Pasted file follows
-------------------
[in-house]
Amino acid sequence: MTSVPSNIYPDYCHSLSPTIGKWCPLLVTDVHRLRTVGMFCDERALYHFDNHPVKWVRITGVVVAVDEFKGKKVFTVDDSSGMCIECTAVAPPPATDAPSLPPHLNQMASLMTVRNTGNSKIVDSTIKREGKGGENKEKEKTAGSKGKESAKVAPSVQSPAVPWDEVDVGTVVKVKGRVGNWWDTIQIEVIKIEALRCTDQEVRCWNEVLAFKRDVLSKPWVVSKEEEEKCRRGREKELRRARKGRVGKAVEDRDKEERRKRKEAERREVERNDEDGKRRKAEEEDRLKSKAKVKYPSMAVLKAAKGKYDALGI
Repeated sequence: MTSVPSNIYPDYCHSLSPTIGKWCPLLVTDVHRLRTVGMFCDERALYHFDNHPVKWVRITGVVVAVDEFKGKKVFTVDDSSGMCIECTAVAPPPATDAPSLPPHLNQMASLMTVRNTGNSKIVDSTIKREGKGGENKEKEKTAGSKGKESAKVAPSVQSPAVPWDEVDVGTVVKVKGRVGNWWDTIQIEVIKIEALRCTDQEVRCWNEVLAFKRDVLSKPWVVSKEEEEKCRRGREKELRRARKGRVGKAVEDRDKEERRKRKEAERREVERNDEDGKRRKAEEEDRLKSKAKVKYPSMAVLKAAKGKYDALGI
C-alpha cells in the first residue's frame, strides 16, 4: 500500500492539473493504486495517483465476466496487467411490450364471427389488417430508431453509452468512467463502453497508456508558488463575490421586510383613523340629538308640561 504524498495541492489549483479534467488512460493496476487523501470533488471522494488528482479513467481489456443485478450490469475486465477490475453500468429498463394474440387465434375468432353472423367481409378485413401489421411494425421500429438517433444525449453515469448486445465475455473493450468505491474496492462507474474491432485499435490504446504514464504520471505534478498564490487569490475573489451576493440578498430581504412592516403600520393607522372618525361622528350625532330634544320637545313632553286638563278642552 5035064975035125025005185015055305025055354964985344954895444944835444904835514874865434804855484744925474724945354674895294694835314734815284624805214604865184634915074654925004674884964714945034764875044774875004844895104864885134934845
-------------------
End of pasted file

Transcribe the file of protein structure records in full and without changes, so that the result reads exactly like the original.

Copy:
[in-house]
Amino acid sequence: MTSVPSNIYPDYCHSLSPTIGKWCPLLVTDVHRLRTVGMFCDERALYHFDNHPVKWVRITGVVVAVDEFKGKKVFTVDDSSGMCIECTAVAPPPATDAPSLPPHLNQMASLMTVRNTGNSKIVDSTIKREGKGGENKEKEKTAGSKGKESAKVAPSVQSPAVPWDEVDVGTVVKVKGRVGNWWDTIQIEVIKIEALRCTDQEVRCWNEVLAFKRDVLSKPWVVSKEEEEKCRRGREKELRRARKGRVGKAVEDRDKEERRKRKEAERREVERNDEDGKRRKAEEEDRLKSKAKVKYPSMAVLKAAKGKYDALGI
Repeated sequence: MTSVPSNIYPDYCHSLSPTIGKWCPLLVTDVHRLRTVGMFCDERALYHFDNHPVKWVRITGVVVAVDEFKGKKVFTVDDSSGMCIECTAVAPPPATDAPSLPPHLNQMASLMTVRNTGNSKIVDSTIKREGKGGENKEKEKTAGSKGKESAKVAPSVQSPAVPWDEVDVGTVVKVKGRVGNWWDTIQIEVIKIEALRCTDQEVRCWNEVLAFKRDVLSKPWVVSKEEEEKCRRGREKELRRARKGRVGKAVEDRDKEERRKRKEAERREVERNDEDGKRRKAEEEDRLKSKAKVKYPSMAVLKAAKGKYDALGI
C-alpha cells in the first residue's frame, strides 16, 4: 500500500492539473493504486495517483465476466496487467411490450364471427389488417430508431453509452468512467463502453497508456508558488463575490421586510383613523340629538308640561 504524498495541492489549483479534467488512460493496476487523501470533488471522494488528482479513467481489456443485478450490469475486465477490475453500468429498463394474440387465434375468432353472423367481409378485413401489421411494425421500429438517433444525449453515469448486445465475455473493450468505491474496492462507474474491432485499435490504446504514464504520471505534478498564490487569490475573489451576493440578498430581504412592516403600520393607522372618525361622528350625532330634544320637545313632553286638563278642552 5035064975035125025005185015055305025055354964985344954895444944835444904835514874865434804855484744925474724945354674895294694835314734815284624805214604865184634915074654925004674884964714945034764875044774875004844895104864885134934845